Focus and selection are quite different. From the keyboard user's perspective, focus is a pointer, like a mouse pointer; it tracks the path of navigation. There is only one point of focus at any time and all operations take place at the point of focus. On the other hand, selection is an operation that can be performed in some widgets, such as list boxes, trees, and tablists. If a widget supports only single selection, then only one item can be selected and very often the selected state will simply follow the focus when focus is moved inside of the widget. That is, in some widgets, moving focus may also perform the select operation. However, if the widget supports multiple selection, then more than one item can be in a selected state, and keys for moving focus do not perform selection. Some multi-select widgets do support key commands that both move focus and change selection, but those keys are different from the normal navigation keys. Finally, when focus leaves a widget that includes a selected element, the selected state persists.

From the developer's perspective, the difference is simple -- the focused element is the active element (document.activeElement). Selected elements are elements that have aria-selected="true".

With respect to focus and the selected state, the most important considerations for designers and developers are:

  • The visual focus indicator must always be visible.
  • The selected state must be visually distinct from the focus indicator.

Deciding When to Make Selection Automatically Follow Focus

in composite widgets where only one element may be selected, such as a tablist or single-select listbox, moving the focus may also cause the focused element to become the selected element. This is called having selection follow focus. Having selection follow focus is often beneficial to users, but in some circumstances, it is extremely detrimental to accessibility.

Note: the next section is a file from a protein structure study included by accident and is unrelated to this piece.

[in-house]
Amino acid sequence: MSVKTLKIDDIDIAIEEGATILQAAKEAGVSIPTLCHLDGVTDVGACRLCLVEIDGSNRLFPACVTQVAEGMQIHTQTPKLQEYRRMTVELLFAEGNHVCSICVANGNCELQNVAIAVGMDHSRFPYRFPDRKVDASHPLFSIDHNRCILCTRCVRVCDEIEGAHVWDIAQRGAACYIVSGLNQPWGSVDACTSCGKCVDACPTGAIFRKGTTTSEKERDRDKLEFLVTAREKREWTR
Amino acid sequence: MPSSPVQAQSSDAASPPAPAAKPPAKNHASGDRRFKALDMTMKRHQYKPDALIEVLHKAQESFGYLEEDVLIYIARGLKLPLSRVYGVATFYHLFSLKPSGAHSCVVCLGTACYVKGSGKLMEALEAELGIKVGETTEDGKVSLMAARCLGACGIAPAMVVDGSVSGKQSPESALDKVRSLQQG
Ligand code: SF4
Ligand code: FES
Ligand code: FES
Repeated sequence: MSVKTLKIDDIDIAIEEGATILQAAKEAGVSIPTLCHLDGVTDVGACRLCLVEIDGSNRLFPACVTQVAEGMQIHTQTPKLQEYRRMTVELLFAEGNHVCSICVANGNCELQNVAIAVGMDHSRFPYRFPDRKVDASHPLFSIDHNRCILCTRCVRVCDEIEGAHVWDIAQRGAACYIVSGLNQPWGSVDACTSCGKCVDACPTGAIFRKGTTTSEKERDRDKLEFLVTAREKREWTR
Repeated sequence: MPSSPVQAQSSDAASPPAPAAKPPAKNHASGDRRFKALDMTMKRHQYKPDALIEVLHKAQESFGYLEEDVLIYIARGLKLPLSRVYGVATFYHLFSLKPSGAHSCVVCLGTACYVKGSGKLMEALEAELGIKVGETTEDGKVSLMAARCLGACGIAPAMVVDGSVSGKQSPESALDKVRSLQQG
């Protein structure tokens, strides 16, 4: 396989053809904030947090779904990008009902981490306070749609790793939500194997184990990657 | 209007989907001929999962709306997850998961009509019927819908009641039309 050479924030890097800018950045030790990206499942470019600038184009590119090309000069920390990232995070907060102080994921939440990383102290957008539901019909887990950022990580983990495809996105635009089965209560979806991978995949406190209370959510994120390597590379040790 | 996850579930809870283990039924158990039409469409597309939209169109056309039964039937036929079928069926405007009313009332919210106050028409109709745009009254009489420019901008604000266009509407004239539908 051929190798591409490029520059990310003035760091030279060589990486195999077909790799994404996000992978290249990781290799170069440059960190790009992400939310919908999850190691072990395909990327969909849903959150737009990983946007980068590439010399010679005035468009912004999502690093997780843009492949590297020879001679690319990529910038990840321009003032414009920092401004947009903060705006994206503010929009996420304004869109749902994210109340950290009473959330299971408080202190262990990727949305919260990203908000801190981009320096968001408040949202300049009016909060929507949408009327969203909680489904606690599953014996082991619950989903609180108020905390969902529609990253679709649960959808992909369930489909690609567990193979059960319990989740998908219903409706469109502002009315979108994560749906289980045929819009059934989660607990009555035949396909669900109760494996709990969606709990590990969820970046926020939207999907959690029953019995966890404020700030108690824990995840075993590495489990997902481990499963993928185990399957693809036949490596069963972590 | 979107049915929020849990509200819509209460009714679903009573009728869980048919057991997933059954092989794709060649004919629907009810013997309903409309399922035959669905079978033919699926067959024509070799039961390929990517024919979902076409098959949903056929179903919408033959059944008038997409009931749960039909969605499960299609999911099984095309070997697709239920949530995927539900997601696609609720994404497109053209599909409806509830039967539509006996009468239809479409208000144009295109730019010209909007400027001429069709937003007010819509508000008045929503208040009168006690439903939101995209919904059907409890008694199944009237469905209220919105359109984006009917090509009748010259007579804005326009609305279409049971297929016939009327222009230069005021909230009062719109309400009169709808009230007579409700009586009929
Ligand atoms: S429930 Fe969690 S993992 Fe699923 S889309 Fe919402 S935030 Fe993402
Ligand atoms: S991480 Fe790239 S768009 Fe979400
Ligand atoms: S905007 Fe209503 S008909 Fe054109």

For example, in a tablist, the selected state is used to indicate which panel is displayed. So, when selection follows focus in a tablist, moving focus from one tab to another automatically changes which panel is displayed. If the content of panels is present in the DOM, then displaying a new panel is nearly instantaneous. A keyboard user who wishes to display the fourth of six tabs can do so with 3 quick presses of the right arrow. And, a screen reader user who perceives the labels on tabs by navigating through them may efficiently read through the complete list without any latency.

However, if displaying a new panel causes a network request and possibly a page refresh, the effect of having selection automatically focus can be devastating to the experience for keyboard and screen reader users. In this case, displaying the fourth tab or reading through the list becomes a tedious and time-consuming task as the user experiences significant latency with each movement of focus. Further, if displaying a new tab refreshes the page, then the user not only has to wait for the new page to load but also return focus to the tab list.